Part of the process of a PCI assessment is a walk-through of the hosts that handle process and store the cardholder data. In a locally stored environment, this is an easy thing to do, since one simply has to walk to the appropriate racks in the data center. But in a cloud environment, it is conceivable that your data could be in the Denver data center on Tuesday and the Boise data center on Wednesday.

The way to obviate that is in the SLA process—to clearly require that all of your data be stored in a location that is static and auditable. If this tactic is not done, then your PCI compliance could definitely be in jeopardy.

It is hoped that once more cloud providers see the benefit of PCI compliance, combined with PCI DSS details around cloud computing, that this thorny issue will go away.

Amazon Web Services and PCI

For those who use Amazon Web Services (AWS), stop—you can't be PCI compliant. Amazon has stated that their solution is not PCI compliant, and they explicitly recommend not storing credit card information on their AWS platforms, including Simple Storage Service (S3) and Elastic Compute Cloud (Amazon EC2).

The bottom line is that if you are considering a cloud computing solution that requires PCI compliance; ask the vendor the obvious question upfront—if they are complaint. If they say no, there is no reason to spend money on a QSA to perform a fruitless endeavor.

Some cloud vendors tout that they are PCI compliant. It is important to note a common misconception that even if the cloud provider is PCI compliant, which does not necessarily mean that the merchant/entity using their services will automatically, is PCI compliant. Irrespective what is outsourced, PCI compliance is always ultimately the responsibility of the entity that owns the cardholder data.

PCI Steps For Cloud Computing

Garter writes in Assessing the Security Risks of Cloud Computing that organizations need to demand transparency from their cloud providers. They advise not to contract for cloud services with a vendor that refuses to provide detailed information on its security and business continuity management programs. In addition, cloud computing offerings that include verifiable and specific information about security and uptime are easier to assess, providing a competitive advantage over those that do not.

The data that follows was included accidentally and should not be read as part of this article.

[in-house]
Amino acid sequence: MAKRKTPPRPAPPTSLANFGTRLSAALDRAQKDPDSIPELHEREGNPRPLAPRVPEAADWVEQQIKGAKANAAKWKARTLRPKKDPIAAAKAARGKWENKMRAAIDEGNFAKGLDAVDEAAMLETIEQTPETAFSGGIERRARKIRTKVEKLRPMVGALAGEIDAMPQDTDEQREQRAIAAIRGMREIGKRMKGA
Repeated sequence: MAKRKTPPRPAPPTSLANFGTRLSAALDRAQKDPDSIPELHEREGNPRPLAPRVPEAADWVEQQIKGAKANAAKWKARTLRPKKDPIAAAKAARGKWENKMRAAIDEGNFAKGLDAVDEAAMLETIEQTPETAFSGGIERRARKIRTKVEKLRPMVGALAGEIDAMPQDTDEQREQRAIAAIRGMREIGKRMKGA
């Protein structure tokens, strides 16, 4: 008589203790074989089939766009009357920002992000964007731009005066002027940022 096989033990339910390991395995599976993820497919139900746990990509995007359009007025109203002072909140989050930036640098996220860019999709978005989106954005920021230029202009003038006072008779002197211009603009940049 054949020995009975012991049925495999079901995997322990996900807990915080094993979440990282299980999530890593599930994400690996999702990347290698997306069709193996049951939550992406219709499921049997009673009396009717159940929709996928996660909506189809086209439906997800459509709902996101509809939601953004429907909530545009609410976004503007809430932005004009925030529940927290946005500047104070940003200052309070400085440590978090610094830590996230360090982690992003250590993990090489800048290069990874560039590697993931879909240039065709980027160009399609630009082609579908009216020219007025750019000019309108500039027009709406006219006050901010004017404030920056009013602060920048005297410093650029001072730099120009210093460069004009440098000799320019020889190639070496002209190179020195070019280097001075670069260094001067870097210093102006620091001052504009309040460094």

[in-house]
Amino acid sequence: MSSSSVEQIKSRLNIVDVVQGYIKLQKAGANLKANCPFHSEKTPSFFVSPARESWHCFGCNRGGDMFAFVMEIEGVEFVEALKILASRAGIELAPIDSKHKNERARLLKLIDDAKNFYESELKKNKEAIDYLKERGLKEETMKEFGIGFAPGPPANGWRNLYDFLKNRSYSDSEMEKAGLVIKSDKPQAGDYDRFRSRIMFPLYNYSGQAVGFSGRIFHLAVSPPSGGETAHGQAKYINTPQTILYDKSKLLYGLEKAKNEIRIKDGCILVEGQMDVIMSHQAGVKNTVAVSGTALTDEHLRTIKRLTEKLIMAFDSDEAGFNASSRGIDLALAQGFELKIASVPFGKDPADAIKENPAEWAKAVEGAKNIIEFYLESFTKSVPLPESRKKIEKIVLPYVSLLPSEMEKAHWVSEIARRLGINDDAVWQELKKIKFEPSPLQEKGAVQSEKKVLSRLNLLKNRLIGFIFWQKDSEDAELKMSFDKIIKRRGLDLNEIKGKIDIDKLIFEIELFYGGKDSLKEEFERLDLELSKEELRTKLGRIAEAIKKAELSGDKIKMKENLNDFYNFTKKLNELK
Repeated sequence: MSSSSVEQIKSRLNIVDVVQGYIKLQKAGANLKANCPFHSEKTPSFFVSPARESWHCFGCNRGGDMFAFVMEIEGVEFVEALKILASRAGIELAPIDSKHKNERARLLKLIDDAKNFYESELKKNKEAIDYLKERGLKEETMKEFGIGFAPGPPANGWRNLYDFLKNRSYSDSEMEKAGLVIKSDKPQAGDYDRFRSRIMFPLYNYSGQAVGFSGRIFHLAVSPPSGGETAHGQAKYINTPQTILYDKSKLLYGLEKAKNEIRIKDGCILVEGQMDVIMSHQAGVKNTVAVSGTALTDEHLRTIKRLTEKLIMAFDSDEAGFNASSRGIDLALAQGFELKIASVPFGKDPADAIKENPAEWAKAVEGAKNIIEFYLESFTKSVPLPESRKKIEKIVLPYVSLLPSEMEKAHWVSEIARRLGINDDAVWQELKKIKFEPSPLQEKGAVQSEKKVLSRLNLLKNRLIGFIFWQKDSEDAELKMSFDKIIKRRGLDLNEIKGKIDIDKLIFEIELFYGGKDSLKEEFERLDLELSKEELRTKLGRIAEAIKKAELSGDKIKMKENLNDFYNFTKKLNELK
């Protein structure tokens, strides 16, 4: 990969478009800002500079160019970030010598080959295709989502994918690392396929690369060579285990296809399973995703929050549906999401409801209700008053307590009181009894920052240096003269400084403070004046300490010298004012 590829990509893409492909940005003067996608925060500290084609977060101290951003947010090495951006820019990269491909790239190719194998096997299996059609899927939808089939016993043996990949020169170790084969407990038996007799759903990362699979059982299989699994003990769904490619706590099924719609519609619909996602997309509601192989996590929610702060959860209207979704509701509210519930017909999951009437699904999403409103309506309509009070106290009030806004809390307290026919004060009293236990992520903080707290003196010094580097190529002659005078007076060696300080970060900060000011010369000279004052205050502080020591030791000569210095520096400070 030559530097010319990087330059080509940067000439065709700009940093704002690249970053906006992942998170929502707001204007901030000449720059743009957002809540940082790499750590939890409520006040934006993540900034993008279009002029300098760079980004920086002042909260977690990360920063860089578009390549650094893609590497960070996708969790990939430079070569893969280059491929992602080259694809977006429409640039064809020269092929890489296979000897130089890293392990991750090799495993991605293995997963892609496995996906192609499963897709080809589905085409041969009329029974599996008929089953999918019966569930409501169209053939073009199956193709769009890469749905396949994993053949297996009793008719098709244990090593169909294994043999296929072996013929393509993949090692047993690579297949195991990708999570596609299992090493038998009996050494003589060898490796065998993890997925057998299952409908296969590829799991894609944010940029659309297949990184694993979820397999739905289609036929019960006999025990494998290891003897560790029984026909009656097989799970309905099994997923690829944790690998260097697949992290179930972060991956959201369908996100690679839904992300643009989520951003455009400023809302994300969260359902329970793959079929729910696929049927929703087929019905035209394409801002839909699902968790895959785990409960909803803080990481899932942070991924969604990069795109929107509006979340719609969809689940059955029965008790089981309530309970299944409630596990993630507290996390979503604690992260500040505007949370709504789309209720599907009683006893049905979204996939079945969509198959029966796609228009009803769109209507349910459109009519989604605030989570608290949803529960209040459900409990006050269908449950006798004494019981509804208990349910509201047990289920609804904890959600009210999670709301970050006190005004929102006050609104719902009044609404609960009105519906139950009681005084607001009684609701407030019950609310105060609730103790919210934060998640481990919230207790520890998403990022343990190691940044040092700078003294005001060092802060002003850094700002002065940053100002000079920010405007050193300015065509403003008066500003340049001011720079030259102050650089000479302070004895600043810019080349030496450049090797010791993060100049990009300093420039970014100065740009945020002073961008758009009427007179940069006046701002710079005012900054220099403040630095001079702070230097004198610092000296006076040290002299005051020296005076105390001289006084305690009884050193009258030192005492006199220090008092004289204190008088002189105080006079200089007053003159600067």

Cloud computing requires an entity to be both aggressive and proactive with their vendors. While none of the major cloud providers is necessarily hiding things, it is up to the client to get out in front and understand what the cloud provider's security architecture is. Any enterprise considering cloud services needs to work closely with their cloud vendors and clearly understand what security controls are in place.

While you don't control the cloud, your provider must map your security framework to their cloud architecture. For some entities, this framework may be a hybrid of industry and business security requirements. Ultimately, cloud security is only as good as you define it and make associated demands from your cloud provider.

While the authors believe that many cloud computing environments can be PCI complaint, do not think that it will be an easy endeavor. In fact, be ready to be frustrated, flabbergasted and more. Many of the cloud providers barely understand the concept of "governance," are not experts in PCI and many QSAs may not have the expertise in cloud computing. Also, since many companies have not adequately documented and diagramed their cloud environments, there may be some frustrating moments waiting for the appropriate documentation.

The following areas are some of the areas (but clearly not a comprehensive listing) of items that need to be dealt with during a PCI assessment of a cloud computing environment: